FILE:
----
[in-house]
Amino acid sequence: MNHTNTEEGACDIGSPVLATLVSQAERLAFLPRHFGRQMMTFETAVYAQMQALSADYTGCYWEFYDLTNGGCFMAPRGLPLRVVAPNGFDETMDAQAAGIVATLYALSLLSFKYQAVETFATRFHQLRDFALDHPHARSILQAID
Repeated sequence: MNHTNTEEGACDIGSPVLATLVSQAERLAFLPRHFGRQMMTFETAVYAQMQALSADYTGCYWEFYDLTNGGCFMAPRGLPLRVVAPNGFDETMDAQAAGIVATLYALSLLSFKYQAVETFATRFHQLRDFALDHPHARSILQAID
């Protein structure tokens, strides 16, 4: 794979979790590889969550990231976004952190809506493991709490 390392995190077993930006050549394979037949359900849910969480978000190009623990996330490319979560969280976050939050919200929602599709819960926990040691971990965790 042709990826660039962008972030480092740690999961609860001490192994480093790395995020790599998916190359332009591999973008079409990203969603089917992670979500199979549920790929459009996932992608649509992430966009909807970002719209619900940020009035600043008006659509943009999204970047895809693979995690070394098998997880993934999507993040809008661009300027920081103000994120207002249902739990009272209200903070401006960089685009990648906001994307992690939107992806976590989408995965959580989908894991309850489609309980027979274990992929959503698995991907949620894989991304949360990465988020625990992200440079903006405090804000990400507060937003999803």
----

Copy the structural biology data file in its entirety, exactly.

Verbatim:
[in-house]
Amino acid sequence: MNHTNTEEGACDIGSPVLATLVSQAERLAFLPRHFGRQMMTFETAVYAQMQALSADYTGCYWEFYDLTNGGCFMAPRGLPLRVVAPNGFDETMDAQAAGIVATLYALSLLSFKYQAVETFATRFHQLRDFALDHPHARSILQAID
Repeated sequence: MNHTNTEEGACDIGSPVLATLVSQAERLAFLPRHFGRQMMTFETAVYAQMQALSADYTGCYWEFYDLTNGGCFMAPRGLPLRVVAPNGFDETMDAQAAGIVATLYALSLLSFKYQAVETFATRFHQLRDFALDHPHARSILQAID
């Protein structure tokens, strides 16, 4: 794979979790590889969550990231976004952190809506493991709490 390392995190077993930006050549394979037949359900849910969480978000190009623990996330490319979560969280976050939050919200929602599709819960926990040691971990965790 042709990826660039962008972030480092740690999961609860001490192994480093790395995020790599998916190359332009591999973008079409990203969603089917992670979500199979549920790929459009996932992608649509992430966009909807970002719209619900940020009035600043008006659509943009999204970047895809693979995690070394098998997880993934999507993040809008661009300027920081103000994120207002249902739990009272209200903070401006960089685009990648906001994307992690939107992806976590989408995965959580989908894991309850489609309980027979274990992929959503698995991907949620894989991304949360990465988020625990992200440079903006405090804000990400507060937003999803």